UK returns Ethiopian Prince’s Lock of Hair after 140 Years

UK returns Ethiopian Prince's Lock of Hair after 140 Years

“A piece of hair from a young Ethiopian prince, who passed away over 140 years ago, has been given back to his home country in the UK.

In 1868, British soldiers took Prince Alemayehu away after invading the home of his father, Emperor Tewodros II. His father shockingly took his own life.

The young prince, only 18 years old, passed away in 1879 after a difficult life in Britain. He was laid to rest at Windsor Castle near London. Recent requests to return his body to Ethiopia were declined.

One of the prince’s relatives, Fasil Minas, hopes that this gesture of returning the prince’s hair might open the door for his body to be returned to Ethiopia.

  • UK rejects calls to return Ethiopian prince’s body

At a ceremony in London, Ethiopia’s ambassador to the UK, Teferi Melesse, received the lock of hair and other items that had been taken from Emperor Tewodros’s fortress, known as Maqdala. He welcomed their return, saying they belong where they can continue to inspire and educate future generations.

Ethiopia will keep pushing for the return of more items taken from the fortress.

The prince was taken to London when he was just seven years old, where he became an orphan. Queen Victoria sympathized with his situation and agreed to support him financially. She placed him under the care of Captain Tristram Charles Sawyer Speedy, who had accompanied the prince from Ethiopia.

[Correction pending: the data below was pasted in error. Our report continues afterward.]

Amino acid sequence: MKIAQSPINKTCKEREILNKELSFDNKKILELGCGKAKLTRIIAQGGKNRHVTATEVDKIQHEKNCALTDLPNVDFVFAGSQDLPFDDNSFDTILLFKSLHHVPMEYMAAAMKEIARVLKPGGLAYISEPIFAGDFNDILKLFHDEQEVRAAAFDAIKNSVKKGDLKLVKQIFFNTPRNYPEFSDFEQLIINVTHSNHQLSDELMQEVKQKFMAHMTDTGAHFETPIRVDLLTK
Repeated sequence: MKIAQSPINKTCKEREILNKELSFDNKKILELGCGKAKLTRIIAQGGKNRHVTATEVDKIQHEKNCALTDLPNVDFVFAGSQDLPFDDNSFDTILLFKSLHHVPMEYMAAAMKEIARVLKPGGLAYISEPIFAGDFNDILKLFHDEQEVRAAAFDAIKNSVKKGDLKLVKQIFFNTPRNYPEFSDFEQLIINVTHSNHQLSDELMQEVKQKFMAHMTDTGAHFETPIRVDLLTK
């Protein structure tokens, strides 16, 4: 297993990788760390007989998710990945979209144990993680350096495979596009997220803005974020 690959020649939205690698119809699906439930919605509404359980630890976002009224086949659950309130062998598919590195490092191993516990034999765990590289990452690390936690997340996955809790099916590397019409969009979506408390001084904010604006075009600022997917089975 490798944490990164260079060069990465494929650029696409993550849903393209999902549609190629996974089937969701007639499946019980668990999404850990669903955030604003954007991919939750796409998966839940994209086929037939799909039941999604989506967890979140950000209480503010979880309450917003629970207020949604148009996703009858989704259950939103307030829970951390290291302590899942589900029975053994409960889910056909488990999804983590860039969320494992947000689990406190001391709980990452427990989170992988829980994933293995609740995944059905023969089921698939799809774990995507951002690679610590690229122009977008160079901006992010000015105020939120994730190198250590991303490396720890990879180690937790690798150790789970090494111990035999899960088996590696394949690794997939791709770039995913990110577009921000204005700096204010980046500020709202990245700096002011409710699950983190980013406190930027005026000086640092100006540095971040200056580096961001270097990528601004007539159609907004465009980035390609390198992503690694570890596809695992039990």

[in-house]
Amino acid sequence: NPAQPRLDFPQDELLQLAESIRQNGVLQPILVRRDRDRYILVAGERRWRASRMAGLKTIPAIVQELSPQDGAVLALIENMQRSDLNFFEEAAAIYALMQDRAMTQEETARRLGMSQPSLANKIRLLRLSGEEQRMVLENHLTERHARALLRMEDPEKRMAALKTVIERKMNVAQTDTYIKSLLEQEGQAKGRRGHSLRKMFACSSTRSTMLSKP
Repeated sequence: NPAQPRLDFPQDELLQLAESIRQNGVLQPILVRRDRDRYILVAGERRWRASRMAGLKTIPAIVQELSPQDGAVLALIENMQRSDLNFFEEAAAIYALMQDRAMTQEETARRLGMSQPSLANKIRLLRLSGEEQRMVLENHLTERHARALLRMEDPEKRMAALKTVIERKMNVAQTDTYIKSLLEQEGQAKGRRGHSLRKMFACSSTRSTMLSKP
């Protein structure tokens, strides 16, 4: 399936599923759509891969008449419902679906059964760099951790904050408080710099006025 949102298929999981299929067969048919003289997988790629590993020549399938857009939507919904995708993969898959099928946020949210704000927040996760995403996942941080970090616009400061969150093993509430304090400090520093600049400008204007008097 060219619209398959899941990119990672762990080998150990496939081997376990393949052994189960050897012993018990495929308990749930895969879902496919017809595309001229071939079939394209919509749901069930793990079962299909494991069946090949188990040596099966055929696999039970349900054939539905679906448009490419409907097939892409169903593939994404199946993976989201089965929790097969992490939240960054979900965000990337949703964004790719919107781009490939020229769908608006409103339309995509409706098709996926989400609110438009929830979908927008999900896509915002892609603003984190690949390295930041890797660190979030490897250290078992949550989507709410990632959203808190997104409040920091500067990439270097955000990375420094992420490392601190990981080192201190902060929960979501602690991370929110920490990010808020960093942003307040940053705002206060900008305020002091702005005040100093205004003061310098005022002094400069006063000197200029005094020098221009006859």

The Scheherazade Foundation, which helped return the hair, revealed that it was originally in Captain Speedy’s possession. A descendant of Captain Speedy, Leonie Turner, handed over the hair in London, saying she felt it was time for it to go back to its rightful place.

Alula Pankhurst, a member of Ethiopia’s Heritages Restitution National Committee, welcomed the return of the hair but emphasized that this is just the beginning. He believes that returning Ethiopian artifacts taken during the 1868 British expedition to Magdala is essential for justice and could improve relations between British and Ethiopian institutions.

There have been long-standing requests to return the prince’s body, with a recent demand from his descendants in May. However, Buckingham Palace has rejected this request, citing concerns that exhuming the prince’s remains would disturb the resting place of others in the catacombs of St George’s Chapel in Windsor Castle.”

 

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